Review Summary: I will see this through until end; In Moment // In Memory.
At this point, I never quite know what to expect from a new-school metalcore act in terms of quality; the genre hasn’t exactly had the best luck over the past decade. There has been no shortage of questionable decisions by metalcore bands, whether it be older acts watering their sound down in order to reach a larger audience or newer acts attempting to sound like a second-rate Meshuggah clone. At least, that’s where the more mainstream wing of the genre is concerned. For every fun, engaging band that implemented other styles within their sound tastefully that popped up, there were equally as many uninteresting and run-of-the-mill acts that relied on their relative “heaviness” to hold their sound together while they mindlessly chug along to their heart's’ content. Our Hollow, Our Home belongs in the former category. 2017’s Hartsick
was a wonderful mixture of melodic metalcore and melodic hardcore, showing massive amounts of potential despite a few loose ends that needed to be tied up, and this follow-up album is not much different in that regard.
In spite of some of the more questionable stylistic choices, In Moment // In Memory
showcases them in a way that isn’t nearly as obnoxious as they could have been. Apart from the occasional vocal passage that doesn’t flow particularly well with the music, like in “Weight & Carriage”, there isn’t a ton to critique on that note. There are still a nice batch of infectious melodies, the emotions expressed on the album are done so competently, and despite its length, the band provides to the listener more hits than misses. Of course, this is still a metalcore album, so your mileage may vary as far as enjoyment is concerned. The commonly used “scream the verse/sing the chorus” vocal dynamic is in full force, and the clean singing isn’t overbearing in the mix. Clean singer Tobias Young bears a slight resemblance to Jeremy McKinnon, and screamer Connor Hallisey sounds a tad like Whitechapel vocalist Phil Bozeman at some points. The breakdowns are well-placed, with a notable example of such being on the interlude “//Anger”, which features some of the most aggressive musicianship on the album. While they don’t break much ground when it comes to innovation, the band manages to provide a solid atmosphere, being most substantial in its softer moments, ala “Parting Gift”.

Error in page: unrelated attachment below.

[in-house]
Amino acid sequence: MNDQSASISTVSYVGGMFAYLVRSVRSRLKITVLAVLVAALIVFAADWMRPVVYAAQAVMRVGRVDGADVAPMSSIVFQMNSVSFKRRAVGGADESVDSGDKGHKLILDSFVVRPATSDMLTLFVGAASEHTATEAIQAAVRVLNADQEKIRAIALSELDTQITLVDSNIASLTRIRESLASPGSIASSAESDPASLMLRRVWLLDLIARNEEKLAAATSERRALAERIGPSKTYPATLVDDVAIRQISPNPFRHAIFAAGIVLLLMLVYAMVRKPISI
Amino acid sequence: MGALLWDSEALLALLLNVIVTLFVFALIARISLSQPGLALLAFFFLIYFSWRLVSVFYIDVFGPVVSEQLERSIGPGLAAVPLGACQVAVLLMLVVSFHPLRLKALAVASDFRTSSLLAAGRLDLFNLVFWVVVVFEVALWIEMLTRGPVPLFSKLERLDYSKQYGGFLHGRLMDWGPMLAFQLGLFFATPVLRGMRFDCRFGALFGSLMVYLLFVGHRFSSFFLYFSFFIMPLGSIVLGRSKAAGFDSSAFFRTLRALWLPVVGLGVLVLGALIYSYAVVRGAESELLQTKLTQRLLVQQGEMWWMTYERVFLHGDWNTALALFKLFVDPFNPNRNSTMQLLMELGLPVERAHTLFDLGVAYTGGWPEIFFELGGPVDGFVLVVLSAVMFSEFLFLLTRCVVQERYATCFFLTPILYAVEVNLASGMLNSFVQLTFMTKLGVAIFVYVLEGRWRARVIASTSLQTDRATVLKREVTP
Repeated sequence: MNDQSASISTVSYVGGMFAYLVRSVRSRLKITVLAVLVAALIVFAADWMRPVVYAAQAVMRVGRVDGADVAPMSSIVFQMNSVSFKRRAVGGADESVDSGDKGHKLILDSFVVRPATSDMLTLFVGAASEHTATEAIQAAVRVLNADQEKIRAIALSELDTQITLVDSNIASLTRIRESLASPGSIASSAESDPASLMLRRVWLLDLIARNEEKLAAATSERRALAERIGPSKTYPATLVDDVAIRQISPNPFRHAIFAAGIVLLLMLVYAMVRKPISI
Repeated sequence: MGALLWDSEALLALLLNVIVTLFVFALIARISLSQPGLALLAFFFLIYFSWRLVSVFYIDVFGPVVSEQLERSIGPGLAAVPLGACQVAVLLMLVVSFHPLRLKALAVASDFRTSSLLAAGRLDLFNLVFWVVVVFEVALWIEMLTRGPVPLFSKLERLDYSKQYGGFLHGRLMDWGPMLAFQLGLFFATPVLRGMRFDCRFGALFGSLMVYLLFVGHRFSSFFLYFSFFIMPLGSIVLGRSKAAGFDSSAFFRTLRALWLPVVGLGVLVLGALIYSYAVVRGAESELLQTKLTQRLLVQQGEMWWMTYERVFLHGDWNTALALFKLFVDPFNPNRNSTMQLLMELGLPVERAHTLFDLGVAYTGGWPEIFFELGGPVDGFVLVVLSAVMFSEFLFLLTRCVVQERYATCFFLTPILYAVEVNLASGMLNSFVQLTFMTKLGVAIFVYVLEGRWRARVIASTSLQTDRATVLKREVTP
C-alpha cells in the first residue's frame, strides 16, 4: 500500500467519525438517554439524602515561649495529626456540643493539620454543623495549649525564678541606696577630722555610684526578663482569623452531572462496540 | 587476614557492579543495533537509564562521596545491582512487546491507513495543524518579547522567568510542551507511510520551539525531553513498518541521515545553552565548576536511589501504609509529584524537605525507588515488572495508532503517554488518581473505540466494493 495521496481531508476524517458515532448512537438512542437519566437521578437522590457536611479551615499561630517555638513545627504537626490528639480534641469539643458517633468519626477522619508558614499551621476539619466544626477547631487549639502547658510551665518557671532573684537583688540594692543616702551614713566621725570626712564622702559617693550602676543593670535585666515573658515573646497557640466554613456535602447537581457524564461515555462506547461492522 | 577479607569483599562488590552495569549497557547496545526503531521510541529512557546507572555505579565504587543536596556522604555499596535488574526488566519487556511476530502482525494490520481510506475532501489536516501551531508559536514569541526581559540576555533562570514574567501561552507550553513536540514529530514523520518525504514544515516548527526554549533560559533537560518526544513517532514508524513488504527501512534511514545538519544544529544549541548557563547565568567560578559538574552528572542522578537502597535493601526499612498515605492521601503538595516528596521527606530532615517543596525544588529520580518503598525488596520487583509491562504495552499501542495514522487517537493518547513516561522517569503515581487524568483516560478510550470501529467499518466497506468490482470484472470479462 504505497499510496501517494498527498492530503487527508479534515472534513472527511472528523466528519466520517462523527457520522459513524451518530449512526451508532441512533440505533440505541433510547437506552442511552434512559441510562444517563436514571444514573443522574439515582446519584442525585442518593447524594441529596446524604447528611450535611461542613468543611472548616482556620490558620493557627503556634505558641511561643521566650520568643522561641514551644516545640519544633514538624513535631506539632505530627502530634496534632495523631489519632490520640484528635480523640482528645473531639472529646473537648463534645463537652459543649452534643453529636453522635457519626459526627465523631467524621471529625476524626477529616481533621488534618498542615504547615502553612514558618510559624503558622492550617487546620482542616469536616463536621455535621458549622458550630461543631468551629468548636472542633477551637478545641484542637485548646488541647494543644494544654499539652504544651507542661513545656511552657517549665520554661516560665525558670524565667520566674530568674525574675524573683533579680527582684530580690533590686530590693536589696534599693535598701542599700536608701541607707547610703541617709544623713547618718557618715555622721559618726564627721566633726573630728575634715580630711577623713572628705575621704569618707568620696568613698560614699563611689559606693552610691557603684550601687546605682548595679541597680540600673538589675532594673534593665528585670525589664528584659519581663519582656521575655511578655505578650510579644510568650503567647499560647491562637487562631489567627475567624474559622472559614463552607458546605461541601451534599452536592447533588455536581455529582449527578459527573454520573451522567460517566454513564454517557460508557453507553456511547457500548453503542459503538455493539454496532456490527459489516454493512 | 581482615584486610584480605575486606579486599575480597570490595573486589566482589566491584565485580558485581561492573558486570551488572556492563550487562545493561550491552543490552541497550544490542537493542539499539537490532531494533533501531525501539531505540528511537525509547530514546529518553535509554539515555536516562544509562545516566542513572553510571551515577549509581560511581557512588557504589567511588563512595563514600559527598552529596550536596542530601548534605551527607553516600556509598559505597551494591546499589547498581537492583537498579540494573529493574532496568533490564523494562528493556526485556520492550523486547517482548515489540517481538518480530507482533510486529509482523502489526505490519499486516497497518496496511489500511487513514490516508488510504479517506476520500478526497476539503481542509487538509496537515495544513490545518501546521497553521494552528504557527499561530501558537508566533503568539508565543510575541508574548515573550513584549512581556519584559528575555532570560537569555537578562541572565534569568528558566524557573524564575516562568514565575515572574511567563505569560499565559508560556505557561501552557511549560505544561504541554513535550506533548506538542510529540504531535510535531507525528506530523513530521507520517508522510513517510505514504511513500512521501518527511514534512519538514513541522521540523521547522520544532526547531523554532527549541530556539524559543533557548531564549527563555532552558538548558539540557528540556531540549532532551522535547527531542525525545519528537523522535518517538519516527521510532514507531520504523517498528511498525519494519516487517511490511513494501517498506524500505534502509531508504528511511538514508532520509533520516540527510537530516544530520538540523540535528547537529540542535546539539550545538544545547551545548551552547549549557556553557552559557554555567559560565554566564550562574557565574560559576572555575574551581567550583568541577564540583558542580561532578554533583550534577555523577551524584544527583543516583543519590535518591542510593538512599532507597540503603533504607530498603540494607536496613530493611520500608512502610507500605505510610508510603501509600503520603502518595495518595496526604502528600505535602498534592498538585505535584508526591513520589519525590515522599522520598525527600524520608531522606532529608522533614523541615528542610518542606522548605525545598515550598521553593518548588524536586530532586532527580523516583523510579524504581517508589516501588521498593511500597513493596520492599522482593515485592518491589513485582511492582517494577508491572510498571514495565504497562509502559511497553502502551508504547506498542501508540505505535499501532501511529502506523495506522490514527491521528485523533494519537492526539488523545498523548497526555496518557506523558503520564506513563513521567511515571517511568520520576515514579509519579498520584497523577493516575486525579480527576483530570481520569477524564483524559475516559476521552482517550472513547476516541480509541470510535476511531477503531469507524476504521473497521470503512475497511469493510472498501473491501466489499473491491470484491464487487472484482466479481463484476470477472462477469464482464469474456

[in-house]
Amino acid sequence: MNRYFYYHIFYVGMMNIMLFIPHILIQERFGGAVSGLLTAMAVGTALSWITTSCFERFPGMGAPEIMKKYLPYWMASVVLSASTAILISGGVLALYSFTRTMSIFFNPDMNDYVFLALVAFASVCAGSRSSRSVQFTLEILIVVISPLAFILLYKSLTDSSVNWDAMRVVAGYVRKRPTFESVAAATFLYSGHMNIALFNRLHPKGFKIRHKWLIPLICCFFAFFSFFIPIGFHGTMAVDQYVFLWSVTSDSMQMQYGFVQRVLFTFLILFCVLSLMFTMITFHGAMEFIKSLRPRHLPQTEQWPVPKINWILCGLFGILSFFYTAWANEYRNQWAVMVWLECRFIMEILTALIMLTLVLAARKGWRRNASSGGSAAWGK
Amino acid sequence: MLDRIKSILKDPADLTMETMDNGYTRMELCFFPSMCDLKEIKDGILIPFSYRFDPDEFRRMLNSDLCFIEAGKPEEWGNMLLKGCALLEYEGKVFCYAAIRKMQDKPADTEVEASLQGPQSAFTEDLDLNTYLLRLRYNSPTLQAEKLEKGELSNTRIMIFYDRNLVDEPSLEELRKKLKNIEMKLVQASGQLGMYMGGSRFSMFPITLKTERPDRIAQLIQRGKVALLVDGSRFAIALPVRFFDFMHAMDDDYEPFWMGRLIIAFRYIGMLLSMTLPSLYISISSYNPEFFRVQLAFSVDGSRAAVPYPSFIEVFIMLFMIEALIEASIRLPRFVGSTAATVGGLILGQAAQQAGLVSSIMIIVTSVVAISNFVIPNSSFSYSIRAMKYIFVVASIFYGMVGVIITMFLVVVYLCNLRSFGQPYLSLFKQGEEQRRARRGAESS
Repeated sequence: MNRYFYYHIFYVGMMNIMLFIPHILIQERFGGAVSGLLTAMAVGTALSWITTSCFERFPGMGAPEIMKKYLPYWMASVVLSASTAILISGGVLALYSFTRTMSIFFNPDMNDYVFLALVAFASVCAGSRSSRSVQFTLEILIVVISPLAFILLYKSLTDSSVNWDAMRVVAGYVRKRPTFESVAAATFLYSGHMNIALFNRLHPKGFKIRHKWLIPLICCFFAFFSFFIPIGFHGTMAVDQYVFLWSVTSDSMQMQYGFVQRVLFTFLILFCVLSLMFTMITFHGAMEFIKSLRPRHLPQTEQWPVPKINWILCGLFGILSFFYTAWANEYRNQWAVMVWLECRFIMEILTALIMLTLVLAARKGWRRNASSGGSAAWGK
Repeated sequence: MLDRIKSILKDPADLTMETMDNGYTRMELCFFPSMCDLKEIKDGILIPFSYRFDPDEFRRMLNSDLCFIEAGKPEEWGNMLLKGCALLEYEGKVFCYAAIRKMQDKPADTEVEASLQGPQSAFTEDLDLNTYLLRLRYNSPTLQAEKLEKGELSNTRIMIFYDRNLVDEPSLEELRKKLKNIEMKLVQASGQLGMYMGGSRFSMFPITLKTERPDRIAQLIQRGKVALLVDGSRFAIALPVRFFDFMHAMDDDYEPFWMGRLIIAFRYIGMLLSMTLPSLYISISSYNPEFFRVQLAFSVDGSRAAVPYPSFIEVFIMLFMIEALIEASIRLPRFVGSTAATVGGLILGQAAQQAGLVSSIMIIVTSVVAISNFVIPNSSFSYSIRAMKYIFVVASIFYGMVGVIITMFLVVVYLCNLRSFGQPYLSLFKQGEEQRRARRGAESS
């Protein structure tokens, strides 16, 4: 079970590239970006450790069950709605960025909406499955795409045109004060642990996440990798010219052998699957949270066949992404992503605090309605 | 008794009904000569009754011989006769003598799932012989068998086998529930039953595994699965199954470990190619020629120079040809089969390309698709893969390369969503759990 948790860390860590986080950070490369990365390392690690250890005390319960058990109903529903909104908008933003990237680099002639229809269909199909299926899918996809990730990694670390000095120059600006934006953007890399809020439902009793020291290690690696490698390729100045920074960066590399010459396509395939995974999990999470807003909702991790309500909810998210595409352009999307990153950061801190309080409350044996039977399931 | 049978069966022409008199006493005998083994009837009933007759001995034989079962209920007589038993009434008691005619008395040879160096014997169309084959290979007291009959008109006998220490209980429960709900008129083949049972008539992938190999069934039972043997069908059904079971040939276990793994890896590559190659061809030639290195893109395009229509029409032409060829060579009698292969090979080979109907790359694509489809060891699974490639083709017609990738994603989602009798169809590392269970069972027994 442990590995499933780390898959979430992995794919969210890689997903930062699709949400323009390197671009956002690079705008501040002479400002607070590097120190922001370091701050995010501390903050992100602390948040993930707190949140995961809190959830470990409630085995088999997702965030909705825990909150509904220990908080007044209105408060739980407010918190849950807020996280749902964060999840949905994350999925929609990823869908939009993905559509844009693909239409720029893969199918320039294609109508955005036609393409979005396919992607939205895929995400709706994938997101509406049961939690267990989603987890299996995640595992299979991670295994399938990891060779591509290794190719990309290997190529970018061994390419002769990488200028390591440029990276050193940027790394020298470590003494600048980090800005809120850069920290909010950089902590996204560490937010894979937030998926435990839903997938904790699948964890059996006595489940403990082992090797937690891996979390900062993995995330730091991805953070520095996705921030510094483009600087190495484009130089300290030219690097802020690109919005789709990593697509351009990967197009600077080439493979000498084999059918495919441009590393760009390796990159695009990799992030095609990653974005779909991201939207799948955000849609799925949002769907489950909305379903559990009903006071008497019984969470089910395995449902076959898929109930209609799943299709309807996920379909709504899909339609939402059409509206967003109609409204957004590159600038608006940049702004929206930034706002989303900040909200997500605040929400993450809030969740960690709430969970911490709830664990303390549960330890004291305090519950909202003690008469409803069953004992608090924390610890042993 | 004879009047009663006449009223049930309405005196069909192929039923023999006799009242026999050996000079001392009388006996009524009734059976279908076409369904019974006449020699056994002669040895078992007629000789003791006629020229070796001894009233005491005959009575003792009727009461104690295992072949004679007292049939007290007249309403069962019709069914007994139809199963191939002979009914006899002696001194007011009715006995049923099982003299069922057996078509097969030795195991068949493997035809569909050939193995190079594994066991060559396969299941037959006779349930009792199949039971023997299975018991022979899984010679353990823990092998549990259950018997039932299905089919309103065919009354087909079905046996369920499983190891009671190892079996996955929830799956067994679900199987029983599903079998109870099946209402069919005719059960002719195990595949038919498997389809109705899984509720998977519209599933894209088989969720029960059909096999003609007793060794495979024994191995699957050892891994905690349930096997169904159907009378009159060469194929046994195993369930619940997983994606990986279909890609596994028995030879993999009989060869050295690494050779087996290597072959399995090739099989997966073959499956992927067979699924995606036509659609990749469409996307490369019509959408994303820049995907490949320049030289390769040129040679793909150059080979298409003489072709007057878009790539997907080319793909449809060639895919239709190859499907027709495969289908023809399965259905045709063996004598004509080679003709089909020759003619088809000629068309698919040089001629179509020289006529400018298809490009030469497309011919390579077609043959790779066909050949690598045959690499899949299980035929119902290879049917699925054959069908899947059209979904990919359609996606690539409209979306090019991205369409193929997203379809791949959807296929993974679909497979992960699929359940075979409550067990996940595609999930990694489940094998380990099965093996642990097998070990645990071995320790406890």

Within its forty-five minute runtime, In Moment // In Memory
takes the five stages of grief - denial, anger, bargaining, depression, and acceptance - and applies them in a way that is easily relatable to anyone who went through the grief cycle. Bands writing of loss and the emotional turmoil that comes after in this way is nothing new, but as its societal importance continues to climb, a well-done concept album surrounding the theme of grief may end up becoming all the more necessary. Similar to Adept’s Sleepless,
the bleak existential outlook is typical of those who are grieving. While that album primarily focused on relationships ending, this one is broader if only by a slight margin; while “Weight & Carriage” is clearly about a decaying love, “Father & Ghost” entails that the writer felt regret following the passing of someone close to them, as do tracks like “In Moment” and “Parting Gift”. As a result, the album brings to the table an intense emotional aura that is difficult to ignore. While it may be easy to nitpick and poke fun at lines like “she had eyes like no other” on their own, they’re not as much of a drawback as one would assume. The way each line is delivered is authentic enough that a few missed shots most likely wouldn’t ruin the vibe the band seeks to create. Hartsick
brought up some of these issues as well, but in a much smaller quantity.
Overall, the second studio release from Our Hollow, Our Home is a success. The curse of the “sophomore slump” may have made other bands stumble, but this is similar enough in quality to Hartsick
to declare victory. It’s been said that some artists have a tendency to write more inspired material after an emotional pitfall, and In Moment // In Memory
serves to prove that adage once again, given the subject matter. At forty-five minutes, this effort outlasts its predecessor slightly, but although it does occasionally feel as if it could use some further refinements and a bit of necessary trimming, it doesn’t overstay its welcome. Along with Villain of the Story, they prove that you don’t need to rely on a record label’s promotion cycle to get your name out there; their Spotify listener stats even surpass that of some older major label acts, with roughly about 150 thousand monthly listeners. Our Hollow, Our Home is certainly an ambitious band with all things considered, but their existent potential allows said ambition to be presented as well as it is here.